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    Wells Fargo profit falls, buy loan growth buoys investors

    AP – Wells Fargo, United State’s (United States) largest mortgage lender, saw its second-quarter revenue and profit decline as rising interest rates pushed people out of the housing market.

    The San Francisco bank earned USD3.1 billion in the period, or 74 cents per share, coming up short of the 80 cents per share forecast by analysts surveyed by data provider FactSet.

    Revenue was USD17 billion, down 16 per cent from last year and below the USD17.5 billion Wall Street projected. The bank had revenue of USD20.3 billion and earnings per share of USD1.38 in the same period a year ago.

    Investors appeared less concerned with the bank’s topline numbers and more impressed with an eight per cent increase in loan balances, however. Wells saw growth in consumer and corporate lending and new credit card products.

    Wells Fargo shares climbed seven per cent in afternoon trading. This week, Wells Fargo launched its fourth new credit card since the beginning of the year and it expects to offer several more rewards-based cards.

    A Wells Fargo office in New York. PHOTO: AP

    The bank said its new credit card accounts are up more than 60 per cent from a year ago and credit card spending increased 28 per cent.

    Wells’ revenue from its home lending division fell by 53 per cent in the quarter, as the housing market cooled in the face of rapidly rising interest rates. Mortgage loan originations, including refinancing, fell sharply in the quarter. The Mortgage Bankers Association reported on Wednesday that mortgage applications have declined 14 per cent from last year and refinancings are down 80 per cent.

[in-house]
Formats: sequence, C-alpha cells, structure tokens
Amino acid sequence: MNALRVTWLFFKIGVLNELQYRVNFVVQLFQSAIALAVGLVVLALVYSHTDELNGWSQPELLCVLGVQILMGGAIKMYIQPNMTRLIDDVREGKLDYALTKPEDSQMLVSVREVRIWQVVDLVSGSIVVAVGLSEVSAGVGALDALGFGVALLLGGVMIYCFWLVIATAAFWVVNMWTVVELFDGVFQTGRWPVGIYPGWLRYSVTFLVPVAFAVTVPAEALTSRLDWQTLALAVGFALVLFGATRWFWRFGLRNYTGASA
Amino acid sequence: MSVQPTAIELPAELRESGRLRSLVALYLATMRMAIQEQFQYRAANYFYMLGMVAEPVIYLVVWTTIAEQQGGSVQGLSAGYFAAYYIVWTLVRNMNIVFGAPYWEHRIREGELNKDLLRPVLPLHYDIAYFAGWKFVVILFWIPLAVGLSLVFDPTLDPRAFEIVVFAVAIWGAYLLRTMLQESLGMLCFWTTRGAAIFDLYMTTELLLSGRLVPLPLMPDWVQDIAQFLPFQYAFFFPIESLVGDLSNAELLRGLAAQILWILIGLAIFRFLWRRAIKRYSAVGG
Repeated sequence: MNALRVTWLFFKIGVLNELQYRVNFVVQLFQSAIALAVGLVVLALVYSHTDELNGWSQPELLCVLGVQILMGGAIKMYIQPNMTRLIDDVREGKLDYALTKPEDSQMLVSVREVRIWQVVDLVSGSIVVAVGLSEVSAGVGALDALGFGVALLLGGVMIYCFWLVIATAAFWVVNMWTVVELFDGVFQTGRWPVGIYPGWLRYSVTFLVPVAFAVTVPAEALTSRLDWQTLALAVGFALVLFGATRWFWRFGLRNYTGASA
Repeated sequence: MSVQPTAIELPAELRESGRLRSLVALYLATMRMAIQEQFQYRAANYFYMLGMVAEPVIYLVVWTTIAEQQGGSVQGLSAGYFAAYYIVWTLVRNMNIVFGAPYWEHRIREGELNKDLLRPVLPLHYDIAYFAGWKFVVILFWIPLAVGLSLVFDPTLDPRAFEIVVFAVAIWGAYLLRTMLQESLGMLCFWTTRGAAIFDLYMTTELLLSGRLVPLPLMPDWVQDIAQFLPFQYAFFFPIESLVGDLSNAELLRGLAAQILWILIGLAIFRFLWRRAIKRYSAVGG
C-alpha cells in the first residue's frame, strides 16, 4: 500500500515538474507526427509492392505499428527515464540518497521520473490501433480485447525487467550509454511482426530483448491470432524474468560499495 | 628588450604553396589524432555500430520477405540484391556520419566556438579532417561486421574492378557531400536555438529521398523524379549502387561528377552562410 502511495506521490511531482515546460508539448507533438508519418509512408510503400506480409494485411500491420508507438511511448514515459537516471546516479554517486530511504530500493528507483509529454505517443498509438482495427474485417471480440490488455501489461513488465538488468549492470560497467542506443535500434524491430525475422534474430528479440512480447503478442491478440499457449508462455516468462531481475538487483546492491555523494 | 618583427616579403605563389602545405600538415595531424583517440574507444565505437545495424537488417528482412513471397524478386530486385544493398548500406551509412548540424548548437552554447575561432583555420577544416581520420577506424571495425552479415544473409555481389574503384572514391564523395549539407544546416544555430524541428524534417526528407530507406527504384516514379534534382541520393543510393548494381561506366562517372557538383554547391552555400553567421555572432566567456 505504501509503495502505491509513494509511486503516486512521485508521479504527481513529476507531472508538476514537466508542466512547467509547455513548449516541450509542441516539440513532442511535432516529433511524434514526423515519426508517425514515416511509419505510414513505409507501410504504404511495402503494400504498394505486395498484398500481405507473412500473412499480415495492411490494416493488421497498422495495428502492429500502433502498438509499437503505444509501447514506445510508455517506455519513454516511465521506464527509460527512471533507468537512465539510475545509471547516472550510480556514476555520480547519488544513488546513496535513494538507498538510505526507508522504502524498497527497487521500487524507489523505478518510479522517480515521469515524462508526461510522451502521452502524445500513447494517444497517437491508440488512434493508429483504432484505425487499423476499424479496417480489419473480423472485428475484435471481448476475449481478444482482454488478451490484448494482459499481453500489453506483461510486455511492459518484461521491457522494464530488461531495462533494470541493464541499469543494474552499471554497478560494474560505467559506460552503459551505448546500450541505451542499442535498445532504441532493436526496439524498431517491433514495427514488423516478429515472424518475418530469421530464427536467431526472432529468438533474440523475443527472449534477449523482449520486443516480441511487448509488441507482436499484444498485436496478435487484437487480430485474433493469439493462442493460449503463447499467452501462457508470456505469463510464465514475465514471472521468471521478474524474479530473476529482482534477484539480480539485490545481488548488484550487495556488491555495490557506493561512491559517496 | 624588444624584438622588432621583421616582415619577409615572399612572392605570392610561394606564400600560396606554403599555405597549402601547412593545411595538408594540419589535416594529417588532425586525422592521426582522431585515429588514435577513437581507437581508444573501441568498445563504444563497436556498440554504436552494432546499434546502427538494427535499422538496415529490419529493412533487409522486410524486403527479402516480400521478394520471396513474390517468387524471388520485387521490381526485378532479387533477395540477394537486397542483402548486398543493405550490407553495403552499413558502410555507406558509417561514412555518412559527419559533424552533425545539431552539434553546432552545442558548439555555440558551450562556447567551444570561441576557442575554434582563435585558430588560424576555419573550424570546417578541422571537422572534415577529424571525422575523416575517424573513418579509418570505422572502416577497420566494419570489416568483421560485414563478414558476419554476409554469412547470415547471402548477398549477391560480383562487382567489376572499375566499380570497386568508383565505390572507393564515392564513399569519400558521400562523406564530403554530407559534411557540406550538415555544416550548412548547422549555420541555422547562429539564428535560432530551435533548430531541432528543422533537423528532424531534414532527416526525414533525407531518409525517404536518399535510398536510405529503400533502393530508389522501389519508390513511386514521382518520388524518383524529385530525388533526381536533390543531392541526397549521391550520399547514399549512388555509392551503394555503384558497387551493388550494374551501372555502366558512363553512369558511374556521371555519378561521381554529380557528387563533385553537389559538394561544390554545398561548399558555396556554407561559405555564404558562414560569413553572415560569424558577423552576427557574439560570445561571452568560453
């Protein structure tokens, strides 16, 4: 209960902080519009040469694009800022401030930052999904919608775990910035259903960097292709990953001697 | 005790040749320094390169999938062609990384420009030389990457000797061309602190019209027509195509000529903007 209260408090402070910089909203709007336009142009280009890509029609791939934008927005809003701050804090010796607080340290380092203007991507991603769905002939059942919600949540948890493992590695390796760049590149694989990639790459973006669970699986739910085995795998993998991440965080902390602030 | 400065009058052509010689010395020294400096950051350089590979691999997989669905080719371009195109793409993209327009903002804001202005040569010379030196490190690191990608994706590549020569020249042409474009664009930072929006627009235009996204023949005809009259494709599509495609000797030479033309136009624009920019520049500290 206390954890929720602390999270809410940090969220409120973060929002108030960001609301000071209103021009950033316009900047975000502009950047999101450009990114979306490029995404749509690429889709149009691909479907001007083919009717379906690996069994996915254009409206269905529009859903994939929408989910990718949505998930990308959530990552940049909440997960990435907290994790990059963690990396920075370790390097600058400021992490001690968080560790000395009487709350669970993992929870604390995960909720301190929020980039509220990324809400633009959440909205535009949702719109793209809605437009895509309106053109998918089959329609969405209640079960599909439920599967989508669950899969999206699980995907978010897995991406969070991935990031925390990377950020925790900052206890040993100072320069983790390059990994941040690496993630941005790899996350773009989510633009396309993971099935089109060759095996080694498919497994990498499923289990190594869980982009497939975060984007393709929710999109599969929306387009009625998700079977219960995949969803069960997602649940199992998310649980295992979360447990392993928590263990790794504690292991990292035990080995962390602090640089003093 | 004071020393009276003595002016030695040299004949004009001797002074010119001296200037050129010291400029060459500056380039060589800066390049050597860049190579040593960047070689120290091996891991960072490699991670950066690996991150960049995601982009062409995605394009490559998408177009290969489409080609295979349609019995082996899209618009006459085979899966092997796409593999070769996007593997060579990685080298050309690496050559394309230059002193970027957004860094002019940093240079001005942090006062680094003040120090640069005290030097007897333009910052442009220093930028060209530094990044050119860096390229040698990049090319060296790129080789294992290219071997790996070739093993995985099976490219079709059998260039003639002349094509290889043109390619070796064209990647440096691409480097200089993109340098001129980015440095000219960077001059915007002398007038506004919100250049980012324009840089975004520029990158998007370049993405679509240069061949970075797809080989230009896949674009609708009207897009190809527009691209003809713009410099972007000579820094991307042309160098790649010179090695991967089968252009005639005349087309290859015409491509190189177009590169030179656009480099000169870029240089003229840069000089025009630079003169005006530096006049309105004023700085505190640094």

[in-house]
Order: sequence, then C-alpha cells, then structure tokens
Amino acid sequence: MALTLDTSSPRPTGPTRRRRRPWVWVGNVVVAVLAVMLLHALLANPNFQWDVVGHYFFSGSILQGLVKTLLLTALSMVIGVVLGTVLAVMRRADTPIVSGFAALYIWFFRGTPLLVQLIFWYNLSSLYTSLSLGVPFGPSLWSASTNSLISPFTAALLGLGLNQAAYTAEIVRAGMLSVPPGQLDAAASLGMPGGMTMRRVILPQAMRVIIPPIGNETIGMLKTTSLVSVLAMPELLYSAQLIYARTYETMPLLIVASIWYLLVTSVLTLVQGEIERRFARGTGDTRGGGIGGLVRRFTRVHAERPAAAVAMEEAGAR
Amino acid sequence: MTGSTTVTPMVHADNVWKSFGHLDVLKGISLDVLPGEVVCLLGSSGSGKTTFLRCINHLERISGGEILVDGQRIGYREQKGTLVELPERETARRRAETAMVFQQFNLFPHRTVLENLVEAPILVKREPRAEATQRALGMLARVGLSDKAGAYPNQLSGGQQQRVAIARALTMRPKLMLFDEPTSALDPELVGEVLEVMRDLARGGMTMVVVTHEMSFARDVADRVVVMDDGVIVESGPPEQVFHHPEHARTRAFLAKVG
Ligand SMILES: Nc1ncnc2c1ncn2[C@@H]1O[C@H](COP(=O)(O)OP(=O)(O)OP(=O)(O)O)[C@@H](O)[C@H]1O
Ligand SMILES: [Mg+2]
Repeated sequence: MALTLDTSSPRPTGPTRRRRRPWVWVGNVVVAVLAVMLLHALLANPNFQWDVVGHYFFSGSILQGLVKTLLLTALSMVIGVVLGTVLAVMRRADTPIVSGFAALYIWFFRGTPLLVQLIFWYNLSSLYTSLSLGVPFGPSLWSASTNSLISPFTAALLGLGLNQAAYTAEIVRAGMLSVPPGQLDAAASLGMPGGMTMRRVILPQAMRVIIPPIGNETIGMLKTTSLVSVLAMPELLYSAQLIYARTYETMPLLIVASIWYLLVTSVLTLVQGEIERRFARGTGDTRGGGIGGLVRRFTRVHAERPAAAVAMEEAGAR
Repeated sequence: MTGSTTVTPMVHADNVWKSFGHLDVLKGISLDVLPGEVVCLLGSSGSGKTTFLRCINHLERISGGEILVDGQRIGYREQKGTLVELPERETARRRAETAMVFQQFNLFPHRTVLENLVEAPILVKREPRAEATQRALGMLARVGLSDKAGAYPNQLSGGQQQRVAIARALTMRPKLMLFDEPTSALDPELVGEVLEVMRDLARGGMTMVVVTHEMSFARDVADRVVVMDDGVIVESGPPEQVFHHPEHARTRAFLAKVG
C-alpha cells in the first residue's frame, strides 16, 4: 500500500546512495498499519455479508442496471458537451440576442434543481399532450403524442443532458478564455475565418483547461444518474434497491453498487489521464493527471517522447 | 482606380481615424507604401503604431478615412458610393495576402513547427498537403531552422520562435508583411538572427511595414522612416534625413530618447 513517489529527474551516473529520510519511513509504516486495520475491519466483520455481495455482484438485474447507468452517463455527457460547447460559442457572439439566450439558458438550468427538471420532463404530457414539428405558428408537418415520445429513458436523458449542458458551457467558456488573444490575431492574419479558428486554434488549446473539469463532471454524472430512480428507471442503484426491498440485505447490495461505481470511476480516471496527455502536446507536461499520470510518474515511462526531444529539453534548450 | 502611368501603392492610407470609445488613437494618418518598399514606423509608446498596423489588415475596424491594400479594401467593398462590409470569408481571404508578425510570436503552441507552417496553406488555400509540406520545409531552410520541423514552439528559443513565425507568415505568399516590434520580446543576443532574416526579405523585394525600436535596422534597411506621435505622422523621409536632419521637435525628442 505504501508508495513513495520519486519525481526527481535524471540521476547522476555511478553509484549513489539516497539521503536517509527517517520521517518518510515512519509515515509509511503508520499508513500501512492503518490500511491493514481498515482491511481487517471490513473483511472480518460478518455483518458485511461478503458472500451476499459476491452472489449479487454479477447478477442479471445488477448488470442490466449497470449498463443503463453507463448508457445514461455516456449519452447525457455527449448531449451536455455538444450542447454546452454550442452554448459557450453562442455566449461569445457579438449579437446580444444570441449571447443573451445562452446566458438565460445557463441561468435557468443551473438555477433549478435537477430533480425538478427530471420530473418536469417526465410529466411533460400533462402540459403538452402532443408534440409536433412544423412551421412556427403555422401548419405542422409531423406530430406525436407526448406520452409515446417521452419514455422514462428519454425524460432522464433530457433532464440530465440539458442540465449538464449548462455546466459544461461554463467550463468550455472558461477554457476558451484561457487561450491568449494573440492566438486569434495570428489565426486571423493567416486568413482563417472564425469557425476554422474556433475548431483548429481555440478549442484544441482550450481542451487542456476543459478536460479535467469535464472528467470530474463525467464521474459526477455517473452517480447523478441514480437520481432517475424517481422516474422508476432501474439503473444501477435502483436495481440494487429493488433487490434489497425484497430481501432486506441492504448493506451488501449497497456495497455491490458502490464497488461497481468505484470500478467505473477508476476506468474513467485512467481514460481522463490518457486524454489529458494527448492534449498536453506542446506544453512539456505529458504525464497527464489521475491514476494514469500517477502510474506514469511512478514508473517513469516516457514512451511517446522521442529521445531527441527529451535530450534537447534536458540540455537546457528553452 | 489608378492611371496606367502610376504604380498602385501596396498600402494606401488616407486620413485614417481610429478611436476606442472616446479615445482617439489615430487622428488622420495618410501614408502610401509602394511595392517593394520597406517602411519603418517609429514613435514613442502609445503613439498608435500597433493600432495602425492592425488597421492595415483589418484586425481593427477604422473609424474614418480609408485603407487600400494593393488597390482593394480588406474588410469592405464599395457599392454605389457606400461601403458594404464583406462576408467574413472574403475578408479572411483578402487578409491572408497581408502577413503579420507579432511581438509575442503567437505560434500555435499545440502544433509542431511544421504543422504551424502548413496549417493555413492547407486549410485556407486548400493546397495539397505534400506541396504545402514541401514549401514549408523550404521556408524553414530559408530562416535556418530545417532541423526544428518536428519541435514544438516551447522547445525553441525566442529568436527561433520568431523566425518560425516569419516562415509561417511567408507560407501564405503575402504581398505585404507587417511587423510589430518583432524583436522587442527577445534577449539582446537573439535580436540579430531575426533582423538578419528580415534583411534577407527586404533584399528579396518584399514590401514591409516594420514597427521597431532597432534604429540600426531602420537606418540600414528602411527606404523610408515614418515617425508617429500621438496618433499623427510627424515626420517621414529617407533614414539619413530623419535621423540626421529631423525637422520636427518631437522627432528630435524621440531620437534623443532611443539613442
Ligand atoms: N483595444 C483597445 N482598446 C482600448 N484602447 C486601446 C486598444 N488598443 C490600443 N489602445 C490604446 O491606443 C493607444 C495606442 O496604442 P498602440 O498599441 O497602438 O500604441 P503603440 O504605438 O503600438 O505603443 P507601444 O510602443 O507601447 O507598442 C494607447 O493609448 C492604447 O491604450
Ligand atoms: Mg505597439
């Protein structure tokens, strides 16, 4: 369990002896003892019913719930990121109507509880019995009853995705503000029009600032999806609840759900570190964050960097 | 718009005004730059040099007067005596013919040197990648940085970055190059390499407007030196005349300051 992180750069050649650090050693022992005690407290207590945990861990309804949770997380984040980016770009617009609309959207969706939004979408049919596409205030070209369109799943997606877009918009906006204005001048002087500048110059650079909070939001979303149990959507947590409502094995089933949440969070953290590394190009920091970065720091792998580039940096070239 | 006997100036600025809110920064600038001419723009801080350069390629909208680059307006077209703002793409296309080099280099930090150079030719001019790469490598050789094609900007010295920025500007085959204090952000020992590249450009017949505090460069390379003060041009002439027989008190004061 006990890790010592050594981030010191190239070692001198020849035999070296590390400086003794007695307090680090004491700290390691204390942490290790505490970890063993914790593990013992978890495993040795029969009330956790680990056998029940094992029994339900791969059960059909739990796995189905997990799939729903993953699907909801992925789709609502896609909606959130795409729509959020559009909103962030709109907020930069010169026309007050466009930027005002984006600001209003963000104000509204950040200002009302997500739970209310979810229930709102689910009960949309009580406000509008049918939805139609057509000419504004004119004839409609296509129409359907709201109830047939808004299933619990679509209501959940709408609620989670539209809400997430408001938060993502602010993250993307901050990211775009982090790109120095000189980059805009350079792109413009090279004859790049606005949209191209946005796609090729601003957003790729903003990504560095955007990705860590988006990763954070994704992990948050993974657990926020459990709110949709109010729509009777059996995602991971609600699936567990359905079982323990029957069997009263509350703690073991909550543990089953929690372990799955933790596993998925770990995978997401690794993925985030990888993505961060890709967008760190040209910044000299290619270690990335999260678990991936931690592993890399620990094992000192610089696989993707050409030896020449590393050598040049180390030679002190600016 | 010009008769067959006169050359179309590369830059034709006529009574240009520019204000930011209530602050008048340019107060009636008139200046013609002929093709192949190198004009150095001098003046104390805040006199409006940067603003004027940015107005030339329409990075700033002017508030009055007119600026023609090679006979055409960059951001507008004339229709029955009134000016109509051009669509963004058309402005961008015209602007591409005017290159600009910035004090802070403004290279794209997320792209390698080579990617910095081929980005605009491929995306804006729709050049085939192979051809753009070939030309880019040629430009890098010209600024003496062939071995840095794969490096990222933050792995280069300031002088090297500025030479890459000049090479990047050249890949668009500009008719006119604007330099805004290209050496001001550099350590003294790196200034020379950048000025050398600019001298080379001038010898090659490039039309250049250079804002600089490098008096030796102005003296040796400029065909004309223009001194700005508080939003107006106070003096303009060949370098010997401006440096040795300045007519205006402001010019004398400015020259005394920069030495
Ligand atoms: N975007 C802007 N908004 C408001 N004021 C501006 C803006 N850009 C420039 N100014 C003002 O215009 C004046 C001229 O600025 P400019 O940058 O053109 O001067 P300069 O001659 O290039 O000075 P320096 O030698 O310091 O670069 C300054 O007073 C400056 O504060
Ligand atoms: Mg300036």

Sales of existing homes have fallen for four straight months, during what is generally the busiest time of year in real estate.

    Average long-term US mortgage rates rose to 5.51 per cent this week and are expected to move even higher as the Federal Reserve continues its aggressive measures to combat four-decade high inflation.

    Most economists expect the Fed to raise its benchmark lending rate by at least another half-point when it meets later this month. Last month it raised the rate by three-quarters of a point, it’s biggest single increase since 1994. Wells did see an increase in interest income, which jumped 16 per cent to USD10.2 billion from USD8.8 billion in last year’s second quarter.

    The bank said that its non-interest income declined by 40 per cent, partly reflecting a decline in deals and fewer companies going public. The bank wrote down USD576 million in losses related to its venture capital investments as the stock market continued its decline in the second quarter.

    Like other big banks, Wells also added to its loan-loss provisions – setting aside USD580 million to cover potentially bad loans during economic downturns.

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